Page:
How To Brush Your Dog’s Teeth: 5 Key Steps


A common question we get here at is: “How do I brush my dog’s teeth?” We have spent years working with owners in understanding dental hygiene and how to help your pup the most. Here is how to brush your dog’s teeth:

Dogs suffer from all the same dental problems that we do, such as tartar, plaque, and calculus buildup; broken or fractured teeth or roots; developmental or orthodontic problems; abscesses or infected teeth; cysts or tumors in the mouth; and gum disease or gingivitis, which can lead to chronic infections that can affect your dog’s heart, liver, and kidneys. That means failing to brush your dog’s teeth could eventually be fatal.

Why is it so important to brush your dog’s teeth?

According to the American Veterinary Dental Society, over 80% of dogs have some kind of dental issue by age three. Dogs also usually hide their pain, including dental pain. Even a mouth full of abscessed teeth may not stop them from eating.

If you notice any of the following symptoms, you should take your dog to the vet before beginning a toothbrushing routine: bad breath; excessive drooling; swollen or bleeding gums; loose, broken or missing teeth; teeth covered in tartar or discolored; abnormal chewing or dropping food; refusal to eat; pain, bleeding, or swelling around the mouth; or tumors or cysts inside the mouth. These can all be signs of very serious health problems and should be addressed by your veterinarian as soon as possible.

If you want to prevent a lifetime of possible dental problems, pain, and even life-threatening infections, it’s important to brush your dog’s teeth every day, just as you brush your own teeth every day.

Do my dog’s teeth get cleaned just by eating and playing with toys?

Does eating hard pretzels clean your teeth? Dry food has not been shown to make a significant positive impact on dental health, and wet foods may even contribute to dental problems, so you can’t rely on your dog’s food alone to clean his teeth.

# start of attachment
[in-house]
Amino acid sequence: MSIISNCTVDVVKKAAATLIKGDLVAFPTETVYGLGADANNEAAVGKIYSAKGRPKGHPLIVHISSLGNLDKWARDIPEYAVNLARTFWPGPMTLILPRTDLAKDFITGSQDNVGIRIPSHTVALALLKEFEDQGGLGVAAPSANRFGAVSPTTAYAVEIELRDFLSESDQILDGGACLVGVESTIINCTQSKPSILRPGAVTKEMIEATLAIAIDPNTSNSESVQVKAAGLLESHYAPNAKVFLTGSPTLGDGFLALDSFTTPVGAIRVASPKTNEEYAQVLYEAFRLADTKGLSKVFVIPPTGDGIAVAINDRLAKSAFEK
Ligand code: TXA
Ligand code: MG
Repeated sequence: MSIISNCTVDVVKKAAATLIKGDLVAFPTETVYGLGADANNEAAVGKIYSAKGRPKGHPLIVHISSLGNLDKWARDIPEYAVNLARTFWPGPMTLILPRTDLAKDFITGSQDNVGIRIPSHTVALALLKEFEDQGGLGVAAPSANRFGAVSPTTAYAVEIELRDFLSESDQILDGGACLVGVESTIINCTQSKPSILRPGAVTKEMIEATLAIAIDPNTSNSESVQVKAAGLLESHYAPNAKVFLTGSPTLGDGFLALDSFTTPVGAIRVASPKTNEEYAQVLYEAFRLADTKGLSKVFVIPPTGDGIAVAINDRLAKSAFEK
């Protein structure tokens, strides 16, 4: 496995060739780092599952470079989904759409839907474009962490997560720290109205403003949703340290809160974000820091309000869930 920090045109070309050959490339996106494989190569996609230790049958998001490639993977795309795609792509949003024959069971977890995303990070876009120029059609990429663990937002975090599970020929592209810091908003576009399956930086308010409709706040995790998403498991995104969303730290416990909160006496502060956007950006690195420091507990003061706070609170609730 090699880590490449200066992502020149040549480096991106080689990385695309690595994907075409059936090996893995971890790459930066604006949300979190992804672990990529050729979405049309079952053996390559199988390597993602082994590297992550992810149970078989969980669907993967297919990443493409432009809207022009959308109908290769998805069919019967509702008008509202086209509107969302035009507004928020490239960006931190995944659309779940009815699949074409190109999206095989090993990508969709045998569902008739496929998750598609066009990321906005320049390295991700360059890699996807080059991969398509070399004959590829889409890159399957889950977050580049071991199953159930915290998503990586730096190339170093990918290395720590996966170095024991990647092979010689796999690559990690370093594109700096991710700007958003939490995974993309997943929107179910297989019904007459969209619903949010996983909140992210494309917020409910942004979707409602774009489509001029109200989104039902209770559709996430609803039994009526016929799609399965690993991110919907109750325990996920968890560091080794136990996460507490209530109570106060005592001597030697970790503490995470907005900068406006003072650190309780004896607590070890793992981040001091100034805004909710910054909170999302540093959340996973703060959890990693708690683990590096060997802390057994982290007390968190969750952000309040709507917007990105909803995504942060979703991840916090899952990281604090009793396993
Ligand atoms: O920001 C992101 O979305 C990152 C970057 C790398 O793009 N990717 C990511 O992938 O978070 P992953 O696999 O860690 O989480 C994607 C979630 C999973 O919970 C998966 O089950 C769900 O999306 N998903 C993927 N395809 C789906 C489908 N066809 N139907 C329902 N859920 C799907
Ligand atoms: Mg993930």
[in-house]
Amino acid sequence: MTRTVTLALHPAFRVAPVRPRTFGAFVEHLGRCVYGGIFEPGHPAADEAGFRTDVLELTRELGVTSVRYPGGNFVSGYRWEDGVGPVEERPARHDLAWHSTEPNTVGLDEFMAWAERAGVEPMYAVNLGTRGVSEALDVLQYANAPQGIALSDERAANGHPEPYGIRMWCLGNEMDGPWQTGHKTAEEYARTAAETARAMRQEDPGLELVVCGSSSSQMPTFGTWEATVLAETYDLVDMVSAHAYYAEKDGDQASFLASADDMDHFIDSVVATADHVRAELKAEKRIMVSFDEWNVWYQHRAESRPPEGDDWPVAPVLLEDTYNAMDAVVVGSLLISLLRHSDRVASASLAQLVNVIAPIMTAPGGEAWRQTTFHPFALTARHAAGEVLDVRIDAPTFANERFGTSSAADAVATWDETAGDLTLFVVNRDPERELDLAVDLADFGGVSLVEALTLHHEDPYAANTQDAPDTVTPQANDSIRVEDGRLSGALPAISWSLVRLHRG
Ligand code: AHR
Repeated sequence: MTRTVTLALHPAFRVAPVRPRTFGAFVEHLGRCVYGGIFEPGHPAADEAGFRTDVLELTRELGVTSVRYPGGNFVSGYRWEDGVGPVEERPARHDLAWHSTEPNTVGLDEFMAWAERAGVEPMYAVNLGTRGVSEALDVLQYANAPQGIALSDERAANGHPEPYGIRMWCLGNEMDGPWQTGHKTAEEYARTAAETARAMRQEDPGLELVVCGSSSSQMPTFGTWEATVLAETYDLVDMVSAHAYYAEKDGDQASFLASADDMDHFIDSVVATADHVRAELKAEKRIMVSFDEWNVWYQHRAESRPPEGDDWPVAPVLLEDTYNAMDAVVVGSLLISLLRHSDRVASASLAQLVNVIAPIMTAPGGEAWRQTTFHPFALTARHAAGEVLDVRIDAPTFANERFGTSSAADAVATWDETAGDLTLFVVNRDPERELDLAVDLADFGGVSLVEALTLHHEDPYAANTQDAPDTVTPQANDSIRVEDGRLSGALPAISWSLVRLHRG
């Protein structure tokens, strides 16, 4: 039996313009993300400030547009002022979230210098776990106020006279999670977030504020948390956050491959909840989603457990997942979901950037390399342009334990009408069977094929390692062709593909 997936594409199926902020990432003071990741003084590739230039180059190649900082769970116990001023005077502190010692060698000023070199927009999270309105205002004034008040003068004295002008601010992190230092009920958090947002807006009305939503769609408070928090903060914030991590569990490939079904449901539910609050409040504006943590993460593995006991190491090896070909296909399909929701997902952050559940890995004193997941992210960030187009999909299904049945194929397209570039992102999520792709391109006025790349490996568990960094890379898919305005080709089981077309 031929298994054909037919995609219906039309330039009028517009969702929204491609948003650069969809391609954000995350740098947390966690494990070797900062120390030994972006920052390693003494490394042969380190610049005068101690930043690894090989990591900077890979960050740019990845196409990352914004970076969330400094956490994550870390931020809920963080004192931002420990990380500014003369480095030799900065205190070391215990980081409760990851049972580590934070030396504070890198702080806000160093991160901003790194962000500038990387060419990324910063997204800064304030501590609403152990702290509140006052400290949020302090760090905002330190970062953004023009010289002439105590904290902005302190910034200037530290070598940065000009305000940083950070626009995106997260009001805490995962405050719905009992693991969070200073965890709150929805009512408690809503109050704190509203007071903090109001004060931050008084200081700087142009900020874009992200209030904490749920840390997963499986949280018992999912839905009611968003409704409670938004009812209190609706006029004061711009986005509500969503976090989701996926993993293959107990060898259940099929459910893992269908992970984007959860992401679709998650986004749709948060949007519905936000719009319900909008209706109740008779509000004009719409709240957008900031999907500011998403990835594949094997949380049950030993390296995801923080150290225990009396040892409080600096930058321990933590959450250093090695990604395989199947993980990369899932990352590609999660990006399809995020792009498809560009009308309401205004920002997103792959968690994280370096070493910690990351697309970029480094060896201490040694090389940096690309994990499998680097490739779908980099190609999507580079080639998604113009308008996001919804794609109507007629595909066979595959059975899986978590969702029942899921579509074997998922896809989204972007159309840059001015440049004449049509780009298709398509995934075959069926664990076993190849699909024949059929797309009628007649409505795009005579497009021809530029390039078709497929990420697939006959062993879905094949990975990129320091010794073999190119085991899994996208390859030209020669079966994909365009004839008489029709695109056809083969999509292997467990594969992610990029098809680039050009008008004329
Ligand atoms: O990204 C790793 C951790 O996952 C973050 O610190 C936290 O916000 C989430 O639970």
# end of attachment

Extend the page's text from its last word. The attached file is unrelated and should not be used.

Long-lasting chew toys such as bully sticks or rubber toys can offer some benefit if your dog spends at least 30 minutes a day chewing on them, especially if you add virgin coconut oil since it has antibacterial properties. Always supervise your dog when he’s chewing on something like this, though, and remove it if it becomes small enough to become a choking hazard.

5 key steps to brushing your dog’s teeth:

1. Set up a daily routine.

Dogs thrive on routine, and daily toothbrushing is the best way to prevent – or even notice – dental problems in your dog. If daily brushing is not possible, try for three times a week.

2. Get a product specifically designed to clean with bristles or floss.

It’s not enough to just put the toothpaste directly into your dog’s mouth. You need a toothbrush or other tool with actual bristles to get the tartar off. Dogs have sensitive gums, so be sure to choose a toothbrush with soft bristles.

3. Use a dog-approved toothpaste.

Never use human toothpaste on a dog, as most human toothpaste contains fluoride, which is toxic to dogs. Others contain the deadly artificial sugar, xylitol, and other potentially dangerous chemical agents.

Dog toothpaste is not only safe, it comes in tasty flavors like beef or poultry. It’s also usually enzymatic, which means that the enzymes generate hydrogen peroxide that targets plaque and tartar, so your toothbrushing efforts are even more effective.

You can also make your own homemade dog toothpaste using common household ingredients like coconut oil, baking soda, and parsley such as the recipe below.

4. Make it fun – the better the experience you make it, the more they will look forward to it.

The last thing you want is for your dog to go running every time he sees the toothbrush. Use lots of praise before, during, and after brushing your dog’s teeth. You can reward your dog afterward with their favorite game or a special treat that they only get after having their teeth brushed.

5. Monitor your dog’s teeth and breath and see your vet if needed.

Some dogs need more toothbrushing than others. If you start to see more plaque and tartar building on your dog’s teeth, it may be time for a professional cleaning from the vet. These six tips may help keep your pup’s teeth clean between veterinary dental procedures.

These statements have not been evaluated by the Food and Drug Administration. This product is not intended to diagnose, treat, cure, or prevent any disease. The information on this website is not intended to replace a one-on-one relationship with a qualified healthcare professional.

(H/T: WebMD Pets, Rover, AVMA, Animal Planet, The Nest)

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